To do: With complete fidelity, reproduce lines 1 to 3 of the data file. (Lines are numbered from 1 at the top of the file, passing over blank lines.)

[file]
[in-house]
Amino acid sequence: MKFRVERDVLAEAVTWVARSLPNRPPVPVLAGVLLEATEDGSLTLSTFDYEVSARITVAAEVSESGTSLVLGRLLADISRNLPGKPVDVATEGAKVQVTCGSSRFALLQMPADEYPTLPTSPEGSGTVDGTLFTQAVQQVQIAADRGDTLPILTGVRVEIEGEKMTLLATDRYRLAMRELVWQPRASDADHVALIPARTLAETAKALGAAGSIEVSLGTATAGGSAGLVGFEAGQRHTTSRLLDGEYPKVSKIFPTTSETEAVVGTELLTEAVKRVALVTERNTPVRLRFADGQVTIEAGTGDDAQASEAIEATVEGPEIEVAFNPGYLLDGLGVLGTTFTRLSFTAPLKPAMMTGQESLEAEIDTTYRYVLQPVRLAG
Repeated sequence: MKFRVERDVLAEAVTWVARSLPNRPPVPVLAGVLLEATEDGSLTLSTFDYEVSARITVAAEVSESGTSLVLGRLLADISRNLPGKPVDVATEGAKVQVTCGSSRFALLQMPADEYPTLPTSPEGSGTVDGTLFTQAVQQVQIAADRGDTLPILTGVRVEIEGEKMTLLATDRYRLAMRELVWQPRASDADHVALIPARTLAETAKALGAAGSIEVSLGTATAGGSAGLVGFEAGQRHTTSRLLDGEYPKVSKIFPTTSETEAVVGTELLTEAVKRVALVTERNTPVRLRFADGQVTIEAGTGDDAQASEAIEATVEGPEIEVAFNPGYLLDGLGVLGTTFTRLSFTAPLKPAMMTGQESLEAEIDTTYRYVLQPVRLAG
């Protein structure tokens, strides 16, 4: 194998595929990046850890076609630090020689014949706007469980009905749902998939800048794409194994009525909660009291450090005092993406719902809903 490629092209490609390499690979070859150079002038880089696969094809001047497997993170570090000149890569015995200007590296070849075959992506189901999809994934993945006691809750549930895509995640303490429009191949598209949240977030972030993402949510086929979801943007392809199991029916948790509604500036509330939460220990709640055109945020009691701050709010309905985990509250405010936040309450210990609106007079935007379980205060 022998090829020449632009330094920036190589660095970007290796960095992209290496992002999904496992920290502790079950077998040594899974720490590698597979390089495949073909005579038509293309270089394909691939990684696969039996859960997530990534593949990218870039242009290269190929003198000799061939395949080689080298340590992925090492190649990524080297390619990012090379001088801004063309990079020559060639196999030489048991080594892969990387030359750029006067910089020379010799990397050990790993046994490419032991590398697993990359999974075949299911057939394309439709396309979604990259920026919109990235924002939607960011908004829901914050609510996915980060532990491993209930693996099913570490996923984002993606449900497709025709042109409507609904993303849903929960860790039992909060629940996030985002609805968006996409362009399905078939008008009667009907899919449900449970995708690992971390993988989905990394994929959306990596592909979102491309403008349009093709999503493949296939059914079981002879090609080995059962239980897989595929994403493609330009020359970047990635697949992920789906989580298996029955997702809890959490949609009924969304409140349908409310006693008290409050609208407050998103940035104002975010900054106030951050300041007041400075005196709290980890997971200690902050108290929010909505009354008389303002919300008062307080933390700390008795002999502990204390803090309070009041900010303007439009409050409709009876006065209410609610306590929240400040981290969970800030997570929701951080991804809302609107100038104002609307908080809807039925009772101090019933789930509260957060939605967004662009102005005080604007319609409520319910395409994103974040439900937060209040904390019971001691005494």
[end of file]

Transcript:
[in-house]
Amino acid sequence: MKFRVERDVLAEAVTWVARSLPNRPPVPVLAGVLLEATEDGSLTLSTFDYEVSARITVAAEVSESGTSLVLGRLLADISRNLPGKPVDVATEGAKVQVTCGSSRFALLQMPADEYPTLPTSPEGSGTVDGTLFTQAVQQVQIAADRGDTLPILTGVRVEIEGEKMTLLATDRYRLAMRELVWQPRASDADHVALIPARTLAETAKALGAAGSIEVSLGTATAGGSAGLVGFEAGQRHTTSRLLDGEYPKVSKIFPTTSETEAVVGTELLTEAVKRVALVTERNTPVRLRFADGQVTIEAGTGDDAQASEAIEATVEGPEIEVAFNPGYLLDGLGVLGTTFTRLSFTAPLKPAMMTGQESLEAEIDTTYRYVLQPVRLAG
Repeated sequence: MKFRVERDVLAEAVTWVARSLPNRPPVPVLAGVLLEATEDGSLTLSTFDYEVSARITVAAEVSESGTSLVLGRLLADISRNLPGKPVDVATEGAKVQVTCGSSRFALLQMPADEYPTLPTSPEGSGTVDGTLFTQAVQQVQIAADRGDTLPILTGVRVEIEGEKMTLLATDRYRLAMRELVWQPRASDADHVALIPARTLAETAKALGAAGSIEVSLGTATAGGSAGLVGFEAGQRHTTSRLLDGEYPKVSKIFPTTSETEAVVGTELLTEAVKRVALVTERNTPVRLRFADGQVTIEAGTGDDAQASEAIEATVEGPEIEVAFNPGYLLDGLGVLGTTFTRLSFTAPLKPAMMTGQESLEAEIDTTYRYVLQPVRLAG